Quelling concerns over the compulsory move towards a digital economy, Gopal clarified that the government does not intend to force people into a cashless economy. Liquidity will be restored in the due course as newly-minted notes are infused into the economy. The Government is planning massive capital expenditure after the demonetisation move to provide fillip to the economy. Concluding his talk, Gopal agreed that the move could have been executed better, though it was well-planned and strategised.
Prof M V Rajeev Gowda, MP and Spokesperson, Indian National Congress, in his talk focused on the mismanagement of the demonetisation exercise and its downstream socio-economic impacts. He accused the government of shifting goalposts from curbing terrorist financing, counterfeit currency, black money to the latest cashless economy narrative. Several reports on black money have suggested that only three percent of illicit wealth is held in cash whereas the rest are either shipped off to overseas tax heavens or held in real estate and gold.
Gowda questioned the prudence of the move to unearth this three percent of black cash when it was expected to weigh down heavily on the common man. A large part of the informal economy in the country runs on cash and demonetisation has severely disrupted this socio-economic cluster, which mainly constitutes of middle, lower-middle and low income groups. Many cash -intensive sectors such as leather, construction, metal, textiles, agriculture and micro-finance have shown stunted or no growth in the past few weeks.
Commenting on the Jan Dhan accounts for the poor being used to launder demonetised currency in a big way, Rajeev Gowda said that the Government does not have the wherewithal to investigate lakhs of suspicious accounts, especially considering the number of tax officials available at its disposal. Also, there are no clear indictors to measure the success of this move since the goal-post/objective has been shifting regularly. More importantly, this move has severely damaged the reputation of RBI as an autonomous institution. If the velocity of money goes down due to liquidity issues, it may even cause a recession in the short-term, said Prof Gowda, who is a former member of the RBI Central Advisory Board.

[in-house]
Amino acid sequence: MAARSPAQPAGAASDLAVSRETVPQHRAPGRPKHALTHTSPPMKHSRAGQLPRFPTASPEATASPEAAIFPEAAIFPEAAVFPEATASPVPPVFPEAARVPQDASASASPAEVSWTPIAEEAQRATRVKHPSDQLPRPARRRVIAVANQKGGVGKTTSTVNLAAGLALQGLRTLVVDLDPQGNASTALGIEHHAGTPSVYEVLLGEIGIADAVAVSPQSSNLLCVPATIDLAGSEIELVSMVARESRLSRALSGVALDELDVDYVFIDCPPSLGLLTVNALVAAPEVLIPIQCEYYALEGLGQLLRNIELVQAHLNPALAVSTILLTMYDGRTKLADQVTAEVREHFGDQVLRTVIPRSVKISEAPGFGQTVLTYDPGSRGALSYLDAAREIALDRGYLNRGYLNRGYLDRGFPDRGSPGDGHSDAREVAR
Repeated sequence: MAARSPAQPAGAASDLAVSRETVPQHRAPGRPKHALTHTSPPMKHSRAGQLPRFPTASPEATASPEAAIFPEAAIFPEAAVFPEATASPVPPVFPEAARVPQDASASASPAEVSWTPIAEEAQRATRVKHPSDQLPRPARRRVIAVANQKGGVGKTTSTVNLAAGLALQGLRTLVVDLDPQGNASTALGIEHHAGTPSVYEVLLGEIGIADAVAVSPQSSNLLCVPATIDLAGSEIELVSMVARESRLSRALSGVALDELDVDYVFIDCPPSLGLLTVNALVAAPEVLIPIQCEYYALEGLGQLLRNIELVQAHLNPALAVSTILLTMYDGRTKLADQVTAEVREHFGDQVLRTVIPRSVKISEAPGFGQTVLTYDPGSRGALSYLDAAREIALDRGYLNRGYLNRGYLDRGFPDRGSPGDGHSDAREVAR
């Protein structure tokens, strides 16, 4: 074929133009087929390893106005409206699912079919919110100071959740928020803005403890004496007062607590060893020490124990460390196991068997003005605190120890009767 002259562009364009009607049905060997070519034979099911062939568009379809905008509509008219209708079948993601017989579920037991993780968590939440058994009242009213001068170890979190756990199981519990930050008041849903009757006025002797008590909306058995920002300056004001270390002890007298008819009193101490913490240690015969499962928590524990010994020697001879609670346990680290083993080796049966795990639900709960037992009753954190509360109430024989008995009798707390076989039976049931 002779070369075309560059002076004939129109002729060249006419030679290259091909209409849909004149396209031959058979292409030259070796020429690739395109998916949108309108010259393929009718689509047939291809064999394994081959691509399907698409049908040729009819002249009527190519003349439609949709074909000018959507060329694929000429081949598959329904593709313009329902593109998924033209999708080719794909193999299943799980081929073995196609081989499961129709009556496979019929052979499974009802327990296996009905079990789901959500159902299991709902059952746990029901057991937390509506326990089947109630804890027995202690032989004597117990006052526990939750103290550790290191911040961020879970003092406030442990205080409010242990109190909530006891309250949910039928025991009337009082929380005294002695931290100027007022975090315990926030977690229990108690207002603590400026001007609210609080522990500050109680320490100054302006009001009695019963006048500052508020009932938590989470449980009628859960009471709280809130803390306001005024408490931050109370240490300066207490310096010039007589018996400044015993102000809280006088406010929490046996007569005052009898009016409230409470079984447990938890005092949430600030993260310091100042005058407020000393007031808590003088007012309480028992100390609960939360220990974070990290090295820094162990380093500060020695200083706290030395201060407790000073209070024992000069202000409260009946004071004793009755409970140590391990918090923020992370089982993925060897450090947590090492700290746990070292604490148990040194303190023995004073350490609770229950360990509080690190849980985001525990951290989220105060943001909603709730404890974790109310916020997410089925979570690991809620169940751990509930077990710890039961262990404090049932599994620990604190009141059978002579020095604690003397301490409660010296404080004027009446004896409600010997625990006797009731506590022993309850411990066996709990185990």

Dr R Vaidhyanathan, Professor of Finance and Control, IIM-Bangalore, provided a crisp analytical view on demonetisation. The proportion of Rs 500 and Rs 1000 currencies to the total money supply was around 35 percent in 2003. This value had risen to 86 percent by the end of the UPA era. Asking why more lower denomination notes weren’t printed and put in circulation he suggested that the Government must set up an independent committee to investigate the rise in higher denomination notes (HDN).
Vaidhyanathan too lamented the poor execution of the demonetisation decision. There was no clear direction and RBI was issuing new rules every day, adding up to 32 by the beginning of December. Commenting on the infrastructure arrangements, he said that Public Sector Banks have performed better than the private sector banks in handling the demonetisation exercise. The Government must have identified NBFCs and micro-finance institutions to act as points of transaction for exchange of old notes for new.
This, he said, would have helped manage the demand and lessened the burden on common man. Otherwise, demonetisation has succeeded in creating a new breed of corrupt officials in the banking sector and RBI, considering the recent news about hordes of money in the new, Rs 2,000 bill being unearthed in many places, Prof Vaidhyanathan added.
The seminar ended with a vote of thanks by Gp Captain R Vijayakumar (retd), Director, MMA.
This report is prepared by Deepak Vijayaraghavan, Associate at ORF Chennai.